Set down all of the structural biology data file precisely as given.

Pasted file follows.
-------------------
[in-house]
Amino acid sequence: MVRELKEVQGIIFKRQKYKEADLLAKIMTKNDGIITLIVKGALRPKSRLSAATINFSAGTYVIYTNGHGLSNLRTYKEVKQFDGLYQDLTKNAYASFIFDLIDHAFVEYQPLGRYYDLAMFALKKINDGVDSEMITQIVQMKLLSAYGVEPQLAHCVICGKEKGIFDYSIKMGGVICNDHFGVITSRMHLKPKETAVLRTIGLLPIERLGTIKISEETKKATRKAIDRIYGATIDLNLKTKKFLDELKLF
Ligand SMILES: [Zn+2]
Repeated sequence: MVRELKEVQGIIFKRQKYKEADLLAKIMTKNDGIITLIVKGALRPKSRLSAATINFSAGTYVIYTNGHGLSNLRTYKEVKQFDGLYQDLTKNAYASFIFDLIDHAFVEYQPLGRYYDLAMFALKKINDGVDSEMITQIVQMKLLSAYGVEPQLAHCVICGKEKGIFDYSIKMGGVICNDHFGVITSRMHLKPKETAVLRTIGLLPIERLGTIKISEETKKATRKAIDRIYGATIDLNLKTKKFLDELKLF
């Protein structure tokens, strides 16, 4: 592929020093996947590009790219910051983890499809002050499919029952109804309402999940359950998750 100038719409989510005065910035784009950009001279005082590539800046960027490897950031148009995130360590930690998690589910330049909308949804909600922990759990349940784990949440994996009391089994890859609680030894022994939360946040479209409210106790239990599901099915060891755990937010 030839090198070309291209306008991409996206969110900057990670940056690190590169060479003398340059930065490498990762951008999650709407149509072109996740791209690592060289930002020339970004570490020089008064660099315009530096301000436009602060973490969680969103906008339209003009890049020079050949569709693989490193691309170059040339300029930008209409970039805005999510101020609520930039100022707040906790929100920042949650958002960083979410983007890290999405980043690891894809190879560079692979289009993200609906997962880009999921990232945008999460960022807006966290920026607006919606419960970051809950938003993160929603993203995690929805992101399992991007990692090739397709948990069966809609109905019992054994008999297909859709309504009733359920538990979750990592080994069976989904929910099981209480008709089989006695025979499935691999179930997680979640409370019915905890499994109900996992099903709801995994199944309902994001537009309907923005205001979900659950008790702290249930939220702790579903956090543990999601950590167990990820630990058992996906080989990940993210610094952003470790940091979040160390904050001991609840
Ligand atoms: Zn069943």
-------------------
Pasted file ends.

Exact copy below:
[in-house]
Amino acid sequence: MVRELKEVQGIIFKRQKYKEADLLAKIMTKNDGIITLIVKGALRPKSRLSAATINFSAGTYVIYTNGHGLSNLRTYKEVKQFDGLYQDLTKNAYASFIFDLIDHAFVEYQPLGRYYDLAMFALKKINDGVDSEMITQIVQMKLLSAYGVEPQLAHCVICGKEKGIFDYSIKMGGVICNDHFGVITSRMHLKPKETAVLRTIGLLPIERLGTIKISEETKKATRKAIDRIYGATIDLNLKTKKFLDELKLF
Ligand SMILES: [Zn+2]
Repeated sequence: MVRELKEVQGIIFKRQKYKEADLLAKIMTKNDGIITLIVKGALRPKSRLSAATINFSAGTYVIYTNGHGLSNLRTYKEVKQFDGLYQDLTKNAYASFIFDLIDHAFVEYQPLGRYYDLAMFALKKINDGVDSEMITQIVQMKLLSAYGVEPQLAHCVICGKEKGIFDYSIKMGGVICNDHFGVITSRMHLKPKETAVLRTIGLLPIERLGTIKISEETKKATRKAIDRIYGATIDLNLKTKKFLDELKLF
């Protein structure tokens, strides 16, 4: 592929020093996947590009790219910051983890499809002050499919029952109804309402999940359950998750 100038719409989510005065910035784009950009001279005082590539800046960027490897950031148009995130360590930690998690589910330049909308949804909600922990759990349940784990949440994996009391089994890859609680030894022994939360946040479209409210106790239990599901099915060891755990937010 030839090198070309291209306008991409996206969110900057990670940056690190590169060479003398340059930065490498990762951008999650709407149509072109996740791209690592060289930002020339970004570490020089008064660099315009530096301000436009602060973490969680969103906008339209003009890049020079050949569709693989490193691309170059040339300029930008209409970039805005999510101020609520930039100022707040906790929100920042949650958002960083979410983007890290999405980043690891894809190879560079692979289009993200609906997962880009999921990232945008999460960022807006966290920026607006919606419960970051809950938003993160929603993203995690929805992101399992991007990692090739397709948990069966809609109905019992054994008999297909859709309504009733359920538990979750990592080994069976989904929910099981209480008709089989006695025979499935691999179930997680979640409370019915905890499994109900996992099903709801995994199944309902994001537009309907923005205001979900659950008790702290249930939220702790579903956090543990999601950590167990990820630990058992996906080989990940993210610094952003470790940091979040160390904050001991609840
Ligand atoms: Zn069943």